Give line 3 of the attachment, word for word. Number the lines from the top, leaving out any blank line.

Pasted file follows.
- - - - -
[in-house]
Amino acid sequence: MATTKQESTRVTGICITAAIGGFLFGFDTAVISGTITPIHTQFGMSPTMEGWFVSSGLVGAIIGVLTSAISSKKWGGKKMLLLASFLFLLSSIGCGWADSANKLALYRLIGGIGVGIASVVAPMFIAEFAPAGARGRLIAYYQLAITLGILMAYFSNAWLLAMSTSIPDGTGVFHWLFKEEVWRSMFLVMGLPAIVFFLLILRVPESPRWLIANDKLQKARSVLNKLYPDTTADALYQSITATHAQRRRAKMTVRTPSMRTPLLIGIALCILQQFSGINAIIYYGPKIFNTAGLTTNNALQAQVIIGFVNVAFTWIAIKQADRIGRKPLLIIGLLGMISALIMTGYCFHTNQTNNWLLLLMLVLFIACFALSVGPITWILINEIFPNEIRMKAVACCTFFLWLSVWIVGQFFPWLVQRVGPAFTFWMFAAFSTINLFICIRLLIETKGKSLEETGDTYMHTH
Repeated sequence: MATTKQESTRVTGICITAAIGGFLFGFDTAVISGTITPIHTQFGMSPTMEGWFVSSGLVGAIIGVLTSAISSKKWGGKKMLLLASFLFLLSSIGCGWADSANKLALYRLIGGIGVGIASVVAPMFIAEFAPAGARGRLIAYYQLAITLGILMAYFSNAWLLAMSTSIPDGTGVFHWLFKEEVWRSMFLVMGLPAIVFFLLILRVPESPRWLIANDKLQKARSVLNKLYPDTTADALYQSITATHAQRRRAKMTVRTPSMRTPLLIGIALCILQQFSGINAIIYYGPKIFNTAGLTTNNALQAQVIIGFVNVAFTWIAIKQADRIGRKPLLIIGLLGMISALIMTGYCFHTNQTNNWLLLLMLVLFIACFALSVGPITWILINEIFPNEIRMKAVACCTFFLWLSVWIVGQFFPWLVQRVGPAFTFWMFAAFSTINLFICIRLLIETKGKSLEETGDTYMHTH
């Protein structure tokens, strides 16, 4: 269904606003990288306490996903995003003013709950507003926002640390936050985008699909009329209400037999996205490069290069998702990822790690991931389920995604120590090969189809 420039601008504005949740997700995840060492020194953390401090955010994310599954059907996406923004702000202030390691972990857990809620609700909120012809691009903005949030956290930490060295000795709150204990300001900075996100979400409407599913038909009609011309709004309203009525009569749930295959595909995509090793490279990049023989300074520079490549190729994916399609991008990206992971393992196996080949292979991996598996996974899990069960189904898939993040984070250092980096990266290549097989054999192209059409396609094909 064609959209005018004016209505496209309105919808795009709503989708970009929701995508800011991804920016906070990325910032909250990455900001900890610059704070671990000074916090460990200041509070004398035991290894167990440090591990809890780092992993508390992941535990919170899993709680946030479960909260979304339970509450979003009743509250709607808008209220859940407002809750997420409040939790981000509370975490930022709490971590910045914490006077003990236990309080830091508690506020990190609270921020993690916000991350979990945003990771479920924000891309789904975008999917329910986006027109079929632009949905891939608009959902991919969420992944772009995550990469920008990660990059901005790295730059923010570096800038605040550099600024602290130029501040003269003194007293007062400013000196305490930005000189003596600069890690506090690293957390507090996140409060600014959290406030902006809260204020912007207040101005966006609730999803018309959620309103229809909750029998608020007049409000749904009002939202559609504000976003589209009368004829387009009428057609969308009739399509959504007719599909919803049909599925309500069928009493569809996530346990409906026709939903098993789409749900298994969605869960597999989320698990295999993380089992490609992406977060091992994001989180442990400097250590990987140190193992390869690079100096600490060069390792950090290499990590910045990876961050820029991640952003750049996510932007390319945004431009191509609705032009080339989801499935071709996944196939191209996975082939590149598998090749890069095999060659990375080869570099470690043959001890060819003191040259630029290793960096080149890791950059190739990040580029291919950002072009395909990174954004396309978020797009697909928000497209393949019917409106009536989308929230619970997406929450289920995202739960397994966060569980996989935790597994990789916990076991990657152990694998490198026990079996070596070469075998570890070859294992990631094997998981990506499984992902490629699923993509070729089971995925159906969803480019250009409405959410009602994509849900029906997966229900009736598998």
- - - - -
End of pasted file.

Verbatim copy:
Repeated sequence: MATTKQESTRVTGICITAAIGGFLFGFDTAVISGTITPIHTQFGMSPTMEGWFVSSGLVGAIIGVLTSAISSKKWGGKKMLLLASFLFLLSSIGCGWADSANKLALYRLIGGIGVGIASVVAPMFIAEFAPAGARGRLIAYYQLAITLGILMAYFSNAWLLAMSTSIPDGTGVFHWLFKEEVWRSMFLVMGLPAIVFFLLILRVPESPRWLIANDKLQKARSVLNKLYPDTTADALYQSITATHAQRRRAKMTVRTPSMRTPLLIGIALCILQQFSGINAIIYYGPKIFNTAGLTTNNALQAQVIIGFVNVAFTWIAIKQADRIGRKPLLIIGLLGMISALIMTGYCFHTNQTNNWLLLLMLVLFIACFALSVGPITWILINEIFPNEIRMKAVACCTFFLWLSVWIVGQFFPWLVQRVGPAFTFWMFAAFSTINLFICIRLLIETKGKSLEETGDTYMHTH